July 12, 2011 / 10:37 AM / 8 years ago

FOREX-Euro slides as Italy, Spain bond yields jump

 * Euro extends losses, hits lifetime low vs Swiss franc
 * EUR/USD hits 4-mth low, safe-haven dollar climbs broadly
 * Jump in Italy, Spain yields prompts exodus from risky FX
 By Naomi Tajitsu	
 LONDON, July 12 (Reuters) - The euro stumbled to an all-time
low against the Swiss franc on Tuesday as euro zone government
bond yields vaulted higher due to deepening concerns about the
region's debt crisis, prompting investors to dump the single
currency for safer ones.	
 The euro sank 1 percent on the day to 1.1550 Swiss francs on
electronic platform EBS. Against the dollar, it hit a four-month
trough of $1.3837.	
 Heavy demand to dump the euro boosted the dollar, franc and
yen, often considered safe havens, while high-yielding
currencies including the Australian and New Zealand dollars 
took a hit.	
 Confidence is dwindling in the European Union's ability to
prevent debt problems in Greece, Ireland and Portugal from
spreading to Spain and Italy, where bond yields have surged in
recent sessions.	
 "Italy has moved very, very quickly to catch up with Spanish
yields, and the market has woken up to the fact that there's a
much larger problem. That's what precipitated the large fall (in
the euro)," said Adam Myers, senior FX strategist at Credit
Agricole CIB.	
 He added that concerns about whether Italy can undertake
budget reforms had changed the market's previous perception that
Rome was immune to the debt crisis.	
 Many in the market said the sell-off in the euro seen this
week marks a turning point in the currency market, where
investors have acknowledged that stronger countries were not
immune to the region's fiscal problems.	
 "I very much doubt the ECB, let alone the IMF, can bail out 
a country the size of Italy," Myers said.	
 Analysts said the euro would continue to take a beating as
yields rise in the wake of an emergency meeting by European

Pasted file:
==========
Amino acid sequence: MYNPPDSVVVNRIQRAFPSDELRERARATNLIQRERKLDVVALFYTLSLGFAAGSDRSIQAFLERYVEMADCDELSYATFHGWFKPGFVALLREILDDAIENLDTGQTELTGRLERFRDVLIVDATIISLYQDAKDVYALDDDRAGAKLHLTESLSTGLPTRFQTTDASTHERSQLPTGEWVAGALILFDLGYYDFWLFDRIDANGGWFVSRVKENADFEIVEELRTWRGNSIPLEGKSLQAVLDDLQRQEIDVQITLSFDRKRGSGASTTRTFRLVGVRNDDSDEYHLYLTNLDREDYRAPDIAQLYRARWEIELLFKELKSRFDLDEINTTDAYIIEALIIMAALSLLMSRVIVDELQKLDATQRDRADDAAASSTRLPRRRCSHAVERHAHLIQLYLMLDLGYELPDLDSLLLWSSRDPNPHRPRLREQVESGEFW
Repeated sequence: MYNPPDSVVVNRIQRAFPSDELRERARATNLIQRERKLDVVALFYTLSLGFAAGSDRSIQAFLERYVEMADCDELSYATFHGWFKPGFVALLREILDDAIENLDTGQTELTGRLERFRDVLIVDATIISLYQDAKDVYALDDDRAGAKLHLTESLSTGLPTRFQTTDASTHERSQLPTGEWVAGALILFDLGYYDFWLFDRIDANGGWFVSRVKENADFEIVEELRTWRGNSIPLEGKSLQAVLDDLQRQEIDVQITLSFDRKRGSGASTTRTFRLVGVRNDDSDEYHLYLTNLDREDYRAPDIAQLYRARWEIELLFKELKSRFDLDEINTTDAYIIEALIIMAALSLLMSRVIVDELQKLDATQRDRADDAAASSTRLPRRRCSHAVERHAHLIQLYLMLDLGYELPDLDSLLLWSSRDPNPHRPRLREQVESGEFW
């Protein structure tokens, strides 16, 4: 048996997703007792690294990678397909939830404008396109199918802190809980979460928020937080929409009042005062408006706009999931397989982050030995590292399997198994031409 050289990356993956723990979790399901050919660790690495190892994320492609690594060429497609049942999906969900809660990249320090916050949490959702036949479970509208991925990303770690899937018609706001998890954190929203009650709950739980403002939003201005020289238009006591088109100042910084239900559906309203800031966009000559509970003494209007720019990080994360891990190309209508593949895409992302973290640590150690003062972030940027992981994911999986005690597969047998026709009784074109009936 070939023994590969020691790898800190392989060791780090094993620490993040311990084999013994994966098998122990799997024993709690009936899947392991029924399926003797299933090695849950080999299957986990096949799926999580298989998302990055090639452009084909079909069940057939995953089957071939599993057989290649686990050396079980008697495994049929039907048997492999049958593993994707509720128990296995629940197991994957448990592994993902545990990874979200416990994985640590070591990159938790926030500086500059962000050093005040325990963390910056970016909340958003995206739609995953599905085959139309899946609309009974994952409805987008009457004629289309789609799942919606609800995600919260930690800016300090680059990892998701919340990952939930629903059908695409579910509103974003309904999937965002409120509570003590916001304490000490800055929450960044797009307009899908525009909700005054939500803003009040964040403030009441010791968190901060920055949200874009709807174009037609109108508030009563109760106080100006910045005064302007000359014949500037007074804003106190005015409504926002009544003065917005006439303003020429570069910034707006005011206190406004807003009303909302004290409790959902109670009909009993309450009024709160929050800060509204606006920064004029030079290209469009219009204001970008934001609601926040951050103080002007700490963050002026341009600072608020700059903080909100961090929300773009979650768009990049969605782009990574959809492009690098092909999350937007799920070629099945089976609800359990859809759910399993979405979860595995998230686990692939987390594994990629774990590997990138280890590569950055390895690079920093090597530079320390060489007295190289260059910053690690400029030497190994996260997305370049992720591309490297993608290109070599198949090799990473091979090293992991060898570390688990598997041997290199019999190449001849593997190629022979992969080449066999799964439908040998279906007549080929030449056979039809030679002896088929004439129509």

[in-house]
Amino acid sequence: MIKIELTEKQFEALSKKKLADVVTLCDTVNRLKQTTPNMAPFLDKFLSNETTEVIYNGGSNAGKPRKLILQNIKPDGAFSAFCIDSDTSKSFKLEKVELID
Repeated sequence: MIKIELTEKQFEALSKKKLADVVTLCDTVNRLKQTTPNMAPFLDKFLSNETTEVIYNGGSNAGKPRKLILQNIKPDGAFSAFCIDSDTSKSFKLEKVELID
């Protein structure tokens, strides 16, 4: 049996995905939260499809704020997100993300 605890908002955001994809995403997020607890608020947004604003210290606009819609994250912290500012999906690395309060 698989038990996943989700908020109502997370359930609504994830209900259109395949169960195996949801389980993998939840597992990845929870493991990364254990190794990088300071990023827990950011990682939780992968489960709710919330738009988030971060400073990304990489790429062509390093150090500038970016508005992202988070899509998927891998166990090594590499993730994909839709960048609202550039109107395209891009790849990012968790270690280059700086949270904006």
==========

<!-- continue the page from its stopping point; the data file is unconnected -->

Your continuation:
financial officials on Monday, which failed to agree fresh
action to tackle the region's debt problems. 	
 The euro was hammered lower after a jump in benchmark
10-year Spanish and Italian bond yields expanded their spreads
against safe-haven German debt to their widest since the
mid-1990s. 	
 By 0917 GMT, the euro traded at $1.3920.	
 Traders cited Asian sovereign demand had pulled the euro
away from its trough, along with results from an Italian bond
auction which showed Rome was able to sell one-year paper,
albeit at much higher yields than usual. 	
 The euro clawed back above $1.3906, the 200-day moving
average which was seen as a key support level. Having broken
below that level in earlier trade, a daily close below would
signal further losses.	
 The sell-off in risky currencies boosted the dollar roughly
1 percent higher versus a currency basket to 76.719, its
highest in four months. 	
 The Swiss franc and the yen also rallied, with the Swiss
unit hovering around historic highs against sterling, while
broad yen strength pushed the dollar down roughly 1 percent on
the day to 79.17 yen , its weakest since mid-March.	
 The Australian dollar fell 1 percent versus its
U.S. counterpart, while the New Zealand currency fell 2
percent. Closely linked to commodity prices and seen as a
barometer of risk demand, these currencies reversed gains made
in previous sessions.	
 The euro has already plummeted more than 4 percent against
the dollar this month, and market participants in London said
there was "very much" a sense of panic on the trading floor.	
 "Now should be the time to buy euros, but it's just too
scary," another trader said.	
 Some analysts said the euro could weaken further as the
latest IMM positioning data shows speculators added to their net
long positions in the euro, or bets on euro strength, through
last week.	
 The drop in those positions has contributed to a spike
higher in market volatility, pushing one-month euro/dollar
implied vol to around 15 percent its highest since
November 2010.	
 The premium on euro puts -- the option to sell the currency
-- also jumped, with one-month 25-delta risk reversals
 hitting 3.3 percent in favour of puts, its
highest in roughly a year.	
 Analysts said a further sell-off in the euro would ramp up
implied vol, but some argued it could hit a ceiling soon if a
strengthening view of further euro weakness leads to a growing
unwillingness to sell volatility in the currency.	
 "Acceleration towards $1.35 could ... push one-month vol
still higher," analysts at Societe Generale said in a note. 	
 "However, we believe that the market could not currently
absorb much more than 1-2 vols higher on the one-month vol, so a
level at 20 looks out of reach."	
	
 (Reporting by Naomi Tajitsu)	
 	
 
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